In just 13 years, Tesla Motors is set to release its fourth model next year
Some may find this hard to believe, but Tesla is one of the most influential carmakers in history. While the company has existed since 2003, it was in 2006 that it unveiled its very first model, the Roadster. It could travel over 320km on a single charge, and went on to set a world record in 2009 by traveling 501km on a single charge in the Global Green Challenge.
It’s impressive for any battery-powered electric vehicle—and much more so for one that’s built to be a sports car.
What’s more, the Roadster is credited to have spurred other manufacturers into developing their own Evs. The Chevrolet Volt and the Nissan Leaf are often mentioned in the same breath.
Tesla’s next car, the Model S released in 2012, pushed the boundaries of what the public should expect an EV to be. Some of its avant-garde features were a large central touchscreen, virtual instruments, on-board GPS and a built-in web browser, a windshield-mounted forward-facing camera, a forward-facing radar on the lower grille, and sonars all around.
The game-changing bit, however, was how run-of-the-mill driver aids were repurposed via an over-the-air software update sent to all Model S units, enabling them to have semi-autonomous driving capability. Dubbed AutoPilot by Tesla, thesystem reduced driver fatigue by allowing the vehicle to almost drive itself with hardly any input from the driver, as long as the driver’s hands remained in contact with the steering wheel. Letting go of the tiller more than three times in an hour would prompt the car to safely pull over to a stop and disable the system.
Another innovation was the relocation of the battery pack to the lowest point of the vehicle—the whole floor between the front and rear wheels. Doing so allowed the Model S to have a more rigid structure compared with a conventionally designed vehicle, while allowing for a low center of gravity and lower polar moment of inertia.
Stripped of the passenger shell, the section of the chassis that provides motive action looks like a flat panel with four wheels held up by shock absorbers at each corner. The more astute observer will easily recognize this as an ingenious modular platform upon which many other types of vehicles could be built just by changing what goes on top of the structure. The design also allowed the easy incorporation of all-wheel drive by adding a second motor to the non- powered axle without the need to accommodate a driveshaft from one axle to the other. Power output changes are via motor swaps or possibly software changes.
Finally, the Model X is Tesla’s seven-seater SUV built on a modified Model S platform, and incorporating all the bells and whistles from its sedan sibling while bringing some of its own most notably the sheet-metal-penetrating, sonar-equipped rear gullwing doors. Dubbed ‘falcon- wing doors’, they hinge above the windows to reduce the amount of space needed to fully open in tight parking spaces.
“The Model 3 comes in a package that is 20% smaller than the Model S”
The Model 3, promised to be released in late 2017, is the latest iteration of Tesla’s master plan. The upcoming car comes in a package that is supposed to be 20% smaller than the Model S, but has all the features and creature comforts of the larger siblings without dramatically compromising passenger comfort.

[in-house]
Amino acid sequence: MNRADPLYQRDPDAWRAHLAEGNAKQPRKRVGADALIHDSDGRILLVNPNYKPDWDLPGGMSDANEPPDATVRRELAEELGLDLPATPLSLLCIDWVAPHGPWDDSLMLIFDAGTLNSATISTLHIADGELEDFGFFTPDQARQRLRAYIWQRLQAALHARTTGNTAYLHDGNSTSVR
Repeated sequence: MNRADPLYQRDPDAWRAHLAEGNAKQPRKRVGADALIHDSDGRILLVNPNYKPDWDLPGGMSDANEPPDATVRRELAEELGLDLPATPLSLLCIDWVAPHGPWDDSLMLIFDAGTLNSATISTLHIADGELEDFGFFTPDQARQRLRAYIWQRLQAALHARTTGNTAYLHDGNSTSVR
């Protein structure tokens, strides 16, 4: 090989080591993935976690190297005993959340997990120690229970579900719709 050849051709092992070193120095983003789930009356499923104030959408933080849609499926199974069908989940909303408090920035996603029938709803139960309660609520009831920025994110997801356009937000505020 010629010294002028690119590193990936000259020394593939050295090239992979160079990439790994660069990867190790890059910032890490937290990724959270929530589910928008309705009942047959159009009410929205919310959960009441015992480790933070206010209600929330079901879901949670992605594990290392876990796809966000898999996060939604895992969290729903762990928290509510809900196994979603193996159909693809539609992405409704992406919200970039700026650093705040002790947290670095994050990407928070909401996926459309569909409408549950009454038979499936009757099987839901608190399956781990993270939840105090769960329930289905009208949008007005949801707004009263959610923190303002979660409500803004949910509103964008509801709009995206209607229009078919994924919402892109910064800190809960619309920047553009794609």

The front seat is moved forward for more rear-passenger space than would normally be possible. Front legroom doesn’t suffer because the absence of a combustion engine up front means that conventional limitations don’t apply; the ‘firewall’ is moved forward to allow proper accommodations for both driver and front passenger.
If there’s anything that’s missing from the Model 3, it would be the lack of a conventional grille. With a ‘frunk’ (front trunk) occupying the space instead of an internal-combustion engine, there’s no need for one. More conventional folks will be moan the lack of a grille, which does make the Model 3’s front end look somewhat incomplete.
That said, we bet almost everyone will overlook it when they find out about the Model 3’s biggest strength affordability. The starting price of $35,000 is less than half of what a typical Model S currently commands. All Model 3s are to come with Supercharging capability as well. In case you’re not familiar with them, Tesla Superchargers are stations that quickly recharge Teslas at no additional cost to owners.
Now, what could be more game-changing than the latest from Tesla?
PANORAMIC GLASS ROOF
Tesla equips the Model 3 with a panoramic glass roof to enhance the feeling of roominess.
ZERO TO 100KPH
The Model 3 promises to achieve nil to century in less than 6sec. That’s slower than the 2.8sec time of the Model S, but still plenty fast.
17-INCH CENTRAL LCD
Doing away with physical switches, the LCD is multi-touch, controlling all the auxiliary features and then some. Its functions are configurable by Tesla anytime via over-the-air updates.
The same electronics that allow the Model S and X to drive semi-autonomously are also on the Model 3, meaning this car is as generously equipped as any other Tesla, if not more so. It just doesn’t break the bank.
Without the physical space limitations set by the presence of a ‘dirty’ internal-combustion engine up front, the Model 3 increases passenger space by pushing the firewall forward to give front and rear occupants alike plenty of legroom.